Six Graduate Student Posters from the Economic History Association Annual Meeting

September 16, 2017
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We are going to need more monkeys blogging Google Search

The purpose of this weblog is to be the best possible portal into what I am thinking, what I am reading, what I think about what I am reading, and what other smart people think about what I am reading…

“Bring expertise, bring a willingness to learn, bring good humor, bring a desire to improve the world—and also bring a low tolerance for lies and bullshit…” — Brad DeLong

“I have never subscribed to the notion that someone can unilaterally impose an obligation of confidentiality onto me simply by sending me an unsolicited letter—or an email…” — Patrick Nielsen Hayden

“I can safely say that I have learned more than I ever would have imagined doing this…. I also have a much better sense of how the public views what we do. Every economist should have to sell ideas to the public once in awhile and listen to what they say. There’s a lot to learn…” — Mark Thoma

“Tone, engagement, cooperation, taking an interest in what others are saying, how the other commenters are reacting, the overall health of the conversation, and whether you’re being a bore…” — Teresa Nielsen Hayden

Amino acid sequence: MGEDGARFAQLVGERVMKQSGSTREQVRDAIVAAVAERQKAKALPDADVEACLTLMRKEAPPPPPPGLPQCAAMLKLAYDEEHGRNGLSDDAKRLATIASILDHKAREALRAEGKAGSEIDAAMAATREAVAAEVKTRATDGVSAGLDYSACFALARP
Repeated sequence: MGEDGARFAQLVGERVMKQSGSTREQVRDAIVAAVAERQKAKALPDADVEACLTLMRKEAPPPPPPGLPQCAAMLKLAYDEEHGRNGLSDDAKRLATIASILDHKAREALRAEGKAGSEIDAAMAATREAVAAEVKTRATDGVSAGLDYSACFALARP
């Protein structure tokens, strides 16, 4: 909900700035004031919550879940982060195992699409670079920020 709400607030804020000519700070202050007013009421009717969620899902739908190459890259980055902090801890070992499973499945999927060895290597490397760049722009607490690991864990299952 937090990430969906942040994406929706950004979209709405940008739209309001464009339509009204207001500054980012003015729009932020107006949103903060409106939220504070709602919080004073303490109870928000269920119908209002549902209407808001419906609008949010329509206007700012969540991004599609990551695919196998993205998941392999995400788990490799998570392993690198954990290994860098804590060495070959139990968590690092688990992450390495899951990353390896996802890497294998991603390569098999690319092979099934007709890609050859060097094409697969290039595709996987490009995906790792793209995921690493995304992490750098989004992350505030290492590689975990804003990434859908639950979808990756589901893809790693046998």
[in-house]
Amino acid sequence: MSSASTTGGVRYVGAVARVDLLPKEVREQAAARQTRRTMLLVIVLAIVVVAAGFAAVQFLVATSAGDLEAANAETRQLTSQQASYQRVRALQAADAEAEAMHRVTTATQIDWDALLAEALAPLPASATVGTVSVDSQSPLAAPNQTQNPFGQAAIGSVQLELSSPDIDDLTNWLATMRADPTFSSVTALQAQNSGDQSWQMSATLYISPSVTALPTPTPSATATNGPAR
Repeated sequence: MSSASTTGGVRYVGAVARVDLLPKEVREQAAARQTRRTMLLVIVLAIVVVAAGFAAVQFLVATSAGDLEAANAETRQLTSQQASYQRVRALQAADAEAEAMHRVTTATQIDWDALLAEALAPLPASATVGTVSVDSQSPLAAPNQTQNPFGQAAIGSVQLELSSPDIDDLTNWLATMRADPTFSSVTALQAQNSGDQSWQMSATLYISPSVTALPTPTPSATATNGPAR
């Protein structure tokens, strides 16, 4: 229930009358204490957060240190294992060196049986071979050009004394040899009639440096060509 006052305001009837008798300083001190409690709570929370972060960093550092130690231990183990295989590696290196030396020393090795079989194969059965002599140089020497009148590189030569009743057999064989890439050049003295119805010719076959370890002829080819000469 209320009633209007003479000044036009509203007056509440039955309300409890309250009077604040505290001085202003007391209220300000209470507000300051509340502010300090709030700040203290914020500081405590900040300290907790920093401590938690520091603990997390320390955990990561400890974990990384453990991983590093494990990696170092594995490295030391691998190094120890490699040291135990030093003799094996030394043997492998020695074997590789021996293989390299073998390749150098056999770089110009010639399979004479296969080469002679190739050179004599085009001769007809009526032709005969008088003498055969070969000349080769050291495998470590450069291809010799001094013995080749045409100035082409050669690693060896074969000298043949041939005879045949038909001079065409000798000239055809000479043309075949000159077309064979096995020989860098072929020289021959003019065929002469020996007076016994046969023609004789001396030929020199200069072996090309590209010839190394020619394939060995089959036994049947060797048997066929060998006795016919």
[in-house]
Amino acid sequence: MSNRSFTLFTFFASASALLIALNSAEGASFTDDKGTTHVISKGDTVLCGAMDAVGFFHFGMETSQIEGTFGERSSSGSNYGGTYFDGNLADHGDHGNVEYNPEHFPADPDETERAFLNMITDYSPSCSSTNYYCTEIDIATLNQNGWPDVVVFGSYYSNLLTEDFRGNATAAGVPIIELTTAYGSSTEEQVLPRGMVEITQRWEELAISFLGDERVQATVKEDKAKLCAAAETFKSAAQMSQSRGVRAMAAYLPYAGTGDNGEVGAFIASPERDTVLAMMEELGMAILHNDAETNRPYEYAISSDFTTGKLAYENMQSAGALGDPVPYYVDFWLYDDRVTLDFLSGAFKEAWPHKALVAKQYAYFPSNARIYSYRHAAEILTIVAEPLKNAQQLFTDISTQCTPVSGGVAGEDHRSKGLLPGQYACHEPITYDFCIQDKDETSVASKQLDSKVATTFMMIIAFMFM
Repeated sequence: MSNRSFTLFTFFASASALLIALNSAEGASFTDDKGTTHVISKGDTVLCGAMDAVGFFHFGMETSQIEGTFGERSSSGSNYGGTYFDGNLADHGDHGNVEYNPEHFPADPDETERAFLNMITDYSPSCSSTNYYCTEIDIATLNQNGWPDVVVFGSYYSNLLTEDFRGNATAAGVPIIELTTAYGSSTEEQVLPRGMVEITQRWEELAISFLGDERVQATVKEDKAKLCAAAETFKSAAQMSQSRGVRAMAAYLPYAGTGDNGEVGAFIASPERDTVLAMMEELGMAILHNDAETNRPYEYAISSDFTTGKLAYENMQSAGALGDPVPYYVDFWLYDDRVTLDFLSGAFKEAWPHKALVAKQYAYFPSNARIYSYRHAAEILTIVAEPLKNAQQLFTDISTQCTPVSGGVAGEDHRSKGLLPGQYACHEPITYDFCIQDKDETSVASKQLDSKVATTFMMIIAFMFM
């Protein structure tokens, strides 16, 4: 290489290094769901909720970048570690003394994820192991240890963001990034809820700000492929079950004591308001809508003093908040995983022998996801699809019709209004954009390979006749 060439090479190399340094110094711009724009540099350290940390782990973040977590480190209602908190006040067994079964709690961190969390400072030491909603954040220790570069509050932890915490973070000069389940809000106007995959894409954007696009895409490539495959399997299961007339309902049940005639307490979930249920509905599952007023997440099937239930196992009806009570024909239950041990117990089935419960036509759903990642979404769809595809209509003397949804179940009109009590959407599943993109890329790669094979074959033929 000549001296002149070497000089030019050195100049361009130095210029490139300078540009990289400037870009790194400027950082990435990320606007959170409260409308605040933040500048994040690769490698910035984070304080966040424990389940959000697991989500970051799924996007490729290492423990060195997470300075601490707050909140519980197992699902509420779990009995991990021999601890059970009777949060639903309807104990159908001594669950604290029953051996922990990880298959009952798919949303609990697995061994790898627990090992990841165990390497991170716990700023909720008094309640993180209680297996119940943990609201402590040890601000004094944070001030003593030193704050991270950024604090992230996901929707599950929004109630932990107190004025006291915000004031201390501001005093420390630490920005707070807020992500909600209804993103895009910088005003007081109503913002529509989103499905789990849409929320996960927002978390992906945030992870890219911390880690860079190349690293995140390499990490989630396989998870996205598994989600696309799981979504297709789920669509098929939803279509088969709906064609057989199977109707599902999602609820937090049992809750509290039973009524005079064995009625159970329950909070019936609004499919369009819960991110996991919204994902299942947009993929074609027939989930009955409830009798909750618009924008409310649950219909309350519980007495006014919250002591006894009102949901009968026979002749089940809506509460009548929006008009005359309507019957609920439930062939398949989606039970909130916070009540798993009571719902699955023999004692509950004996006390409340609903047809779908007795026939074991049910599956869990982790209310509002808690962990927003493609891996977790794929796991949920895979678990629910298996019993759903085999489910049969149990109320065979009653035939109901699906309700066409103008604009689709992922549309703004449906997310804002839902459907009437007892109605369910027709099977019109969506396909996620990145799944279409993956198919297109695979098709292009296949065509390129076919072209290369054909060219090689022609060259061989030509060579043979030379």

“With the arrival of Web logging… my invisible college is paradise squared, for an academic at least. Plus, web logging is an excellent procrastination tool…. Plus, every legitimate economist who has worked in government has left swearing to do everything possible to raise the level of debate and to communicate with a mass audience…. Web logging is a promising way to do that…” — Brad DeLong

“Blogs are an outlet for unexpurgated, unreviewed, and occasionally unprofessional musings…. At Chicago, I found that some of my colleagues overestimated the time and effort I put into my blog—which led them to overestimate lost opportunities for scholarship. Other colleagues maintained that they never read blogs—and yet, without fail, they come into my office once every two weeks to talk about a post of mine…” — Daniel Drezner

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